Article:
No one should be surprised that the EU is showing “flexibility” in the negotiations with the UK on restricting state aid (Wolfgang Munchau, Opinion, June 8. “Britain and EU signal readiness to compromise”, June 6). The UK has consistently been one of the hawks seeking to toughen up the EU rules restricting state aid with a lot of success, and the UK Treasury has kept UK state aid as a percentage of gross domestic product in the bottom group of member states for many decades.
The latest figures on the European Commission’s scoreboard show that the EU average was to spend 0.76 per cent of GDP on state aid. Of the big member states, Germany was highest with 1.45 per cent (mainly on environmental subsidies); France spent 0.79 per cent; Spain 0.34 per cent; and Italy came in lowest at 0.31 per cent. The UK spent 0.34 per cent of GDP.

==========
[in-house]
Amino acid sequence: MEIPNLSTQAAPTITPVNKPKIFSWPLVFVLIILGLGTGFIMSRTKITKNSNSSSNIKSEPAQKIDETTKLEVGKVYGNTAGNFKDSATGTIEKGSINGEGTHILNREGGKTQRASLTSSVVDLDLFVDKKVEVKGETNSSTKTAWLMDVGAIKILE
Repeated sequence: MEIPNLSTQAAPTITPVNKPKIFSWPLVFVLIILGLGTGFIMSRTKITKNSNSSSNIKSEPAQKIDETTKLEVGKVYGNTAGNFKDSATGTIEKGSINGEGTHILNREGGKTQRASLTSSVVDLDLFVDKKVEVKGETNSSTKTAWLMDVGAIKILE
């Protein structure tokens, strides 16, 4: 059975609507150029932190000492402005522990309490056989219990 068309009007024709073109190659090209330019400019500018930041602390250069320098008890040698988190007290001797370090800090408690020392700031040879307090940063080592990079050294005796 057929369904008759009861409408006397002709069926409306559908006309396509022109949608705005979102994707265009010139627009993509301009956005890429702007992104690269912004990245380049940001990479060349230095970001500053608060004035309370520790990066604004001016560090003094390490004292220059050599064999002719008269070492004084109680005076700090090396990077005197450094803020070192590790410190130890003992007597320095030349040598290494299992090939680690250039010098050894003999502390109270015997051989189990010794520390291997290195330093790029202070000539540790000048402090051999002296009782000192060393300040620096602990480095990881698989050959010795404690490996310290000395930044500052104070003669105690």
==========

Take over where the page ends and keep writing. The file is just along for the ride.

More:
The UK Treasury is not going to change its institutional views on this issue even with a prime minister who thinks he is the interventionist love child of Michael Heseltine. Anyone who supposes the UK is potentially going to use industrial subsidies on a scale to disrupt the single market (or even, sadly, to pursue justifiable environmental and regional objectives) misunderstands the balance of Whitehall power. The only real difference is that in future the Treasury will have to come out overtly to say no, rather than blame Brussels.
Flexibility from Brussels on this issue is giving away nothing at all.
London EC1, UK